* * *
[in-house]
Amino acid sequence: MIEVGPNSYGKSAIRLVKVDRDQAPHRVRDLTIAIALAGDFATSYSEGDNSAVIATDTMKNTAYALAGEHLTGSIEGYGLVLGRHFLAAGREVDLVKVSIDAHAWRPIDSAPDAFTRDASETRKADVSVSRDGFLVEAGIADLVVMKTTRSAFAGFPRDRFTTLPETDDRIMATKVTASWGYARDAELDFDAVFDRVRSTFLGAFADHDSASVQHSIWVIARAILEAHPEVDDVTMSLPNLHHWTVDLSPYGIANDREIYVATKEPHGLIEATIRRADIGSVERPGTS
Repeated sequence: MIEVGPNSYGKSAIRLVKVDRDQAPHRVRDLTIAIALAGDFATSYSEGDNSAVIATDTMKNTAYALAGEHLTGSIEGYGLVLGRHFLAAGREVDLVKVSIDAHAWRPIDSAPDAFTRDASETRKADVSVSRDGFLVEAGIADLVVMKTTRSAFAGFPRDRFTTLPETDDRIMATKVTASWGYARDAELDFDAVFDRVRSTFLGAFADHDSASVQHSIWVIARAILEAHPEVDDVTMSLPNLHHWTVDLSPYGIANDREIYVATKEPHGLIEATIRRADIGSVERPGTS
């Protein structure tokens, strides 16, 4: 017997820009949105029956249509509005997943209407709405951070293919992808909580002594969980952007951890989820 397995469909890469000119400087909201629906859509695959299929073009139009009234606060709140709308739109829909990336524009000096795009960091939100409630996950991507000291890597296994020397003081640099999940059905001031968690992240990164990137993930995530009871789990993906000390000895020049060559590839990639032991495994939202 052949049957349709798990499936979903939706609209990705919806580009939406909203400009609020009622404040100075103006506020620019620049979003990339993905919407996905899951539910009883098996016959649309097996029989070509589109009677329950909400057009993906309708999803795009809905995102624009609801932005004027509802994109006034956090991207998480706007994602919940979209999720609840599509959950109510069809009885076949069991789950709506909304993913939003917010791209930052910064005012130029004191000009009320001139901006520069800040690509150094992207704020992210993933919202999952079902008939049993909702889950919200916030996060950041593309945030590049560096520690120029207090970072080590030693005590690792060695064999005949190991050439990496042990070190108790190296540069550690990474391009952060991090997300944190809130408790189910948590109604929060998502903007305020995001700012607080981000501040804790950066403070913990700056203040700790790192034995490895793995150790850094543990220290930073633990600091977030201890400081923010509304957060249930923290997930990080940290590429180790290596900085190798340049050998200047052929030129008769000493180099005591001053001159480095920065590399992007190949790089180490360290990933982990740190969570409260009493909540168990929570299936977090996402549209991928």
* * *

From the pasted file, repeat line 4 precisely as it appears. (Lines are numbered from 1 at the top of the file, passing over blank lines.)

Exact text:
């Protein structure tokens, strides 16, 4: 017997820009949105029956249509509005997943209407709405951070293919992808909580002594969980952007951890989820 397995469909890469000119400087909201629906859509695959299929073009139009009234606060709140709308739109829909990336524009000096795009960091939100409630996950991507000291890597296994020397003081640099999940059905001031968690992240990164990137993930995530009871789990993906000390000895020049060559590839990639032991495994939202 052949049957349709798990499936979903939706609209990705919806580009939406909203400009609020009622404040100075103006506020620019620049979003990339993905919407996905899951539910009883098996016959649309097996029989070509589109009677329950909400057009993906309708999803795009809905995102624009609801932005004027509802994109006034956090991207998480706007994602919940979209999720609840599509959950109510069809009885076949069991789950709506909304993913939003917010791209930052910064005012130029004191000009009320001139901006520069800040690509150094992207704020992210993933919202999952079902008939049993909702889950919200916030996060950041593309945030590049560096520690120029207090970072080590030693005590690792060695064999005949190991050439990496042990070190108790190296540069550690990474391009952060991090997300944190809130408790189910948590109604929060998502903007305020995001700012607080981000501040804790950066403070913990700056203040700790790192034995490895793995150790850094543990220290930073633990600091977030201890400081923010509304957060249930923290997930990080940290590429180790290596900085190798340049050998200047052929030129008769000493180099005591001053001159480095920065590399992007190949790089180490360290990933982990740190969570409260009493909540168990929570299936977090996402549209991928």